FAQs

The following are our frequently asked questions. We hope that they provide you with valuable information.

General Lab Questions

What tests should I order?

We are not able to suggest to anyone what testing should be ordered. You should consult your physician who is trained to take into consideration your symptoms and other factors to determine the best testing in order to provide the best diagnostic information.

What types of pathogens are detected in your laboratory tests?

Fry Laboratories, L.L.C. specializes in testing for and the identification of blood-borne pathogens including (but not limited to) Borrelia species., Bartonella species., Ehrlichia species., Anaplasma species., Rickettsia species., Babesia species., Toxoplasma species., Malaria, Trypanosoma species, infectious protozoa, biofilm forming pathogens, and new emerging diseases. We additionally offer DNA sequencing testing to detect all known bacterial and/or protozoal pathogens.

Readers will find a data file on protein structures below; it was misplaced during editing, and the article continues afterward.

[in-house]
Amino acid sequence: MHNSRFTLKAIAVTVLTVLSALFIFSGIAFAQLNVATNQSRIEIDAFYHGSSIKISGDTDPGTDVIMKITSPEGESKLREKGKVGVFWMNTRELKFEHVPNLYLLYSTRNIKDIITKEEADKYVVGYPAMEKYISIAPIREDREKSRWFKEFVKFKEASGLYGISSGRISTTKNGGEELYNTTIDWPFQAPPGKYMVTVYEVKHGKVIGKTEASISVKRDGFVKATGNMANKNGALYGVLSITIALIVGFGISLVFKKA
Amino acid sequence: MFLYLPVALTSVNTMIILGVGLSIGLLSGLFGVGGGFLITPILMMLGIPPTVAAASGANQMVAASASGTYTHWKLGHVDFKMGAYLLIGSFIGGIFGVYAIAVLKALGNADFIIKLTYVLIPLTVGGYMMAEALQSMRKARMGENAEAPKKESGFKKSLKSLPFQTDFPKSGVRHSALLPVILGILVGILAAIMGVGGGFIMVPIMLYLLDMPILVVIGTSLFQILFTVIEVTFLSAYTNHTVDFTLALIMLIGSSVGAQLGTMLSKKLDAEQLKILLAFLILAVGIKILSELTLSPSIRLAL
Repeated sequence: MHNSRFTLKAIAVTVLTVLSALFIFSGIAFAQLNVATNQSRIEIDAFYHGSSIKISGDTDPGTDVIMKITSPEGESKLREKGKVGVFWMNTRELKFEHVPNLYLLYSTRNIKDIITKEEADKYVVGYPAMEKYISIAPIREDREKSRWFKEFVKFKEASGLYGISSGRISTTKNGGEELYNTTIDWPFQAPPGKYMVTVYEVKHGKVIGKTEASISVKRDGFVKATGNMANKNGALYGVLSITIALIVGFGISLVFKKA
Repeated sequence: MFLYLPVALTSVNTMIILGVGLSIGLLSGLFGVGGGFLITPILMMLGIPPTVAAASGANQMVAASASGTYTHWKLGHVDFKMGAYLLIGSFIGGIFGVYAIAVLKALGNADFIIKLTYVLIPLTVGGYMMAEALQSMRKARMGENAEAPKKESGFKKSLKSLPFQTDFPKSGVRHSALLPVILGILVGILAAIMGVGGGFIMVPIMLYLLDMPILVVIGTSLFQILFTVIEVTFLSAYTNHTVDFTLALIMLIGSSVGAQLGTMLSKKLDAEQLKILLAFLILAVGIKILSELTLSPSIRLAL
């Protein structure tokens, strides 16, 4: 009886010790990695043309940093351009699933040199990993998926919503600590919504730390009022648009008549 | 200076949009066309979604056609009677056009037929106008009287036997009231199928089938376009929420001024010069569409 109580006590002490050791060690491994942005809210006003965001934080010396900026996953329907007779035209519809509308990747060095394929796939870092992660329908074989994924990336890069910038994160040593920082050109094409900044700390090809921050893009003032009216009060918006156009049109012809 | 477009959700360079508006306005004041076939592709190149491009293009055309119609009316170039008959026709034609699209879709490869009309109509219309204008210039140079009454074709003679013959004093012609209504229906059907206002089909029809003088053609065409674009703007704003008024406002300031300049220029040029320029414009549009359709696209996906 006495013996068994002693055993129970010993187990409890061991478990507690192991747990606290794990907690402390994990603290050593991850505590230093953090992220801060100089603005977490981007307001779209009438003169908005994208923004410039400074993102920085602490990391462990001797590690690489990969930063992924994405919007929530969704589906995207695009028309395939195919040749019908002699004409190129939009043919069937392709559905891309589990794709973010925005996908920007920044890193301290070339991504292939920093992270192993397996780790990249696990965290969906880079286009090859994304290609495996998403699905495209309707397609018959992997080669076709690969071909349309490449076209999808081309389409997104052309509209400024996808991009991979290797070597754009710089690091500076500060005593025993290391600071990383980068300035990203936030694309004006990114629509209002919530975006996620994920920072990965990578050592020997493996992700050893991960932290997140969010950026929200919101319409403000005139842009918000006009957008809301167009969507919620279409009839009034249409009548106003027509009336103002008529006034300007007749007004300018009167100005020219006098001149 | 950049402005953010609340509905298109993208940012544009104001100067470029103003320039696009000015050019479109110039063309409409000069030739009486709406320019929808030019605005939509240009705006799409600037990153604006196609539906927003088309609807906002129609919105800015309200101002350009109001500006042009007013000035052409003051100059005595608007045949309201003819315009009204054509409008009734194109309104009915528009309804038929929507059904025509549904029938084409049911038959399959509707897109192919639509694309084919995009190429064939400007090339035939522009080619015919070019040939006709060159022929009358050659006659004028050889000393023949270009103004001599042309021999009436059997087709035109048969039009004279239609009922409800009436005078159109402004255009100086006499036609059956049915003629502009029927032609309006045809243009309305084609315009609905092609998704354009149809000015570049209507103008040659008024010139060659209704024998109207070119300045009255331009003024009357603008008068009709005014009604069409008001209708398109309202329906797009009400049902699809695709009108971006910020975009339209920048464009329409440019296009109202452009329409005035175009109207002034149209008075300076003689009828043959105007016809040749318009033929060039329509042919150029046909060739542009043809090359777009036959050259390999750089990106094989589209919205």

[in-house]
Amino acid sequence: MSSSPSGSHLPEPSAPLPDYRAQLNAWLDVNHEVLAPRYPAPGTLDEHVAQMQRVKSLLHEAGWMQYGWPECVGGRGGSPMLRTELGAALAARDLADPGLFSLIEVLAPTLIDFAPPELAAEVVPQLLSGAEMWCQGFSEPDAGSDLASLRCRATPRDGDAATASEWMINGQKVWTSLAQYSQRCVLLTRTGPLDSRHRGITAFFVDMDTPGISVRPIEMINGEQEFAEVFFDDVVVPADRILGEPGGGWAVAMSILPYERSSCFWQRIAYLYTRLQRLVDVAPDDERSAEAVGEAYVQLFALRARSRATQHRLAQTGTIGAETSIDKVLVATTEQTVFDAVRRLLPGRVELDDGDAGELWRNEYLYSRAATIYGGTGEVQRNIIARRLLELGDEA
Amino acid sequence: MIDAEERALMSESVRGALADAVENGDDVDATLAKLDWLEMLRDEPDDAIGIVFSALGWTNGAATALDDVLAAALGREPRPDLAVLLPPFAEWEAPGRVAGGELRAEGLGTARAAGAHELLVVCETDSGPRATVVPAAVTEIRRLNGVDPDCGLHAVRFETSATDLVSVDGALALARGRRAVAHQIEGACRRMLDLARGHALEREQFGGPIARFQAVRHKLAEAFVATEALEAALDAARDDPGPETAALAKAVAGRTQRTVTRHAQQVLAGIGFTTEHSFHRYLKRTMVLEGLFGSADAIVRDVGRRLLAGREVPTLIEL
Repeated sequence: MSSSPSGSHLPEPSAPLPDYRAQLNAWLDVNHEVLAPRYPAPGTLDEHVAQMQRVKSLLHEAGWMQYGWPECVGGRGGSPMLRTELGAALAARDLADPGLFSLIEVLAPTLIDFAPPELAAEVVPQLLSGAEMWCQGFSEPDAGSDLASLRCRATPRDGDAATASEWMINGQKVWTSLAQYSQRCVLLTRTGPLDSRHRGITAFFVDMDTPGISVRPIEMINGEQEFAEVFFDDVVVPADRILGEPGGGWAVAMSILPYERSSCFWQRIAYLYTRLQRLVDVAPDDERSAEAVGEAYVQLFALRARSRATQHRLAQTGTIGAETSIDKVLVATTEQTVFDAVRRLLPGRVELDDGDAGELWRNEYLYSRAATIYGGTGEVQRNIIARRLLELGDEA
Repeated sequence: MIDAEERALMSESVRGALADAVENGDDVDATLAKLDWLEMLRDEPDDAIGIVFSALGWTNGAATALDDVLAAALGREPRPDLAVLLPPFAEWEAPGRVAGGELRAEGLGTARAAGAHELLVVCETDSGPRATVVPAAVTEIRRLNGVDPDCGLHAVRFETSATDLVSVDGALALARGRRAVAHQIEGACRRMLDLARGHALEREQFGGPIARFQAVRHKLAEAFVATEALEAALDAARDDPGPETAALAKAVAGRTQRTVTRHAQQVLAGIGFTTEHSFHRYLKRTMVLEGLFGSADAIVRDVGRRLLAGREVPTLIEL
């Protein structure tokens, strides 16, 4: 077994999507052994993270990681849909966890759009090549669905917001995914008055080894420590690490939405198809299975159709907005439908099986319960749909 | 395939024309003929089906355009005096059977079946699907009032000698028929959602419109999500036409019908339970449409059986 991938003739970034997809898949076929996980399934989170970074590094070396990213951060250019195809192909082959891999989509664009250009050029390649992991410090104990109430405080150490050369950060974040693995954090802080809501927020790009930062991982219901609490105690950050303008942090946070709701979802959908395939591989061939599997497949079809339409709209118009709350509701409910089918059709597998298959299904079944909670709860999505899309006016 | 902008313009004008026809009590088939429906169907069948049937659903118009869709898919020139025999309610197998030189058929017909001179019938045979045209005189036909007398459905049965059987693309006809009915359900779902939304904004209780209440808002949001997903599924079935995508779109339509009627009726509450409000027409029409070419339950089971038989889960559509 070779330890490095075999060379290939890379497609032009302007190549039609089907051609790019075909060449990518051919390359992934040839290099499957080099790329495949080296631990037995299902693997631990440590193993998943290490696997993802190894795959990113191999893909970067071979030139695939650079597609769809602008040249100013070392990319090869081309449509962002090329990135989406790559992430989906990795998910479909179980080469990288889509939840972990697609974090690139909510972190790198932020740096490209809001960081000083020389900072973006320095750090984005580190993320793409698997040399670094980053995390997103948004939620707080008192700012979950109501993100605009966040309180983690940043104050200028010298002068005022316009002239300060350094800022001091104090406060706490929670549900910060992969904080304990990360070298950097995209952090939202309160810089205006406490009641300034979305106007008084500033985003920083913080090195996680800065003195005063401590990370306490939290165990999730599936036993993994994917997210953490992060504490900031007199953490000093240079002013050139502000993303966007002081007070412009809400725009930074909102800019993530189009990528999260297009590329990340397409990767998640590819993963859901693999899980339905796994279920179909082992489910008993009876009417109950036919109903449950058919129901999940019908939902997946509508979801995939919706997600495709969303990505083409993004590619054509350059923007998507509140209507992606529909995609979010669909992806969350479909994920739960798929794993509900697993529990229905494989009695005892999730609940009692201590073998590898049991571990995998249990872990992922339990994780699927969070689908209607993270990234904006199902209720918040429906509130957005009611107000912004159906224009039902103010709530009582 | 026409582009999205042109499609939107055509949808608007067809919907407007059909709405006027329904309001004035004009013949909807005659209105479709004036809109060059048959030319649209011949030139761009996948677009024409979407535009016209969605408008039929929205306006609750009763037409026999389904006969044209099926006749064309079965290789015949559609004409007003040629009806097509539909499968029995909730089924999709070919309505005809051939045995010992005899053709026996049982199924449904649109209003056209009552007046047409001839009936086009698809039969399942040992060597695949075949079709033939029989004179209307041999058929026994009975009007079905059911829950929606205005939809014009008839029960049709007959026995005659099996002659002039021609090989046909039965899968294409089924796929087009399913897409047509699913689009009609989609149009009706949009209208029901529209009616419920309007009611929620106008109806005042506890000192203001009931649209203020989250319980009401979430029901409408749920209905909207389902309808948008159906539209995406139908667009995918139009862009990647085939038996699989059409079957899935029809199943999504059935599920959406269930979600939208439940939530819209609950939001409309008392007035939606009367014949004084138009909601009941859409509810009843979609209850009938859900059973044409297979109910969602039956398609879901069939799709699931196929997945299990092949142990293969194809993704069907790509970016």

Is the information about various diseases I find on the internet accurate?

The best place to find information regarding tick and vector-borne diseases is through your healthcare providers. Unfortunately, the internet is full of incomplete, inaccurate, or biased information regarding diagnosis, treatment, and testing; therefore, be wary of information from online sources. There are also websites with information regarding our ongoing research projects. Please note that Fry Laboratories does not support, verify, condone, endorse, or approve of any other website claiming to disseminate information regarding ALS, MS, Fibromyalgia, CFS, chronic illness, or our research. Fry Laboratories does not maintain any professional relationships with any other websites. Please visit your healthcare provider for appropriate medical care and advice.

Specific Test Questions

What are hemobartonella or epierythrozoans?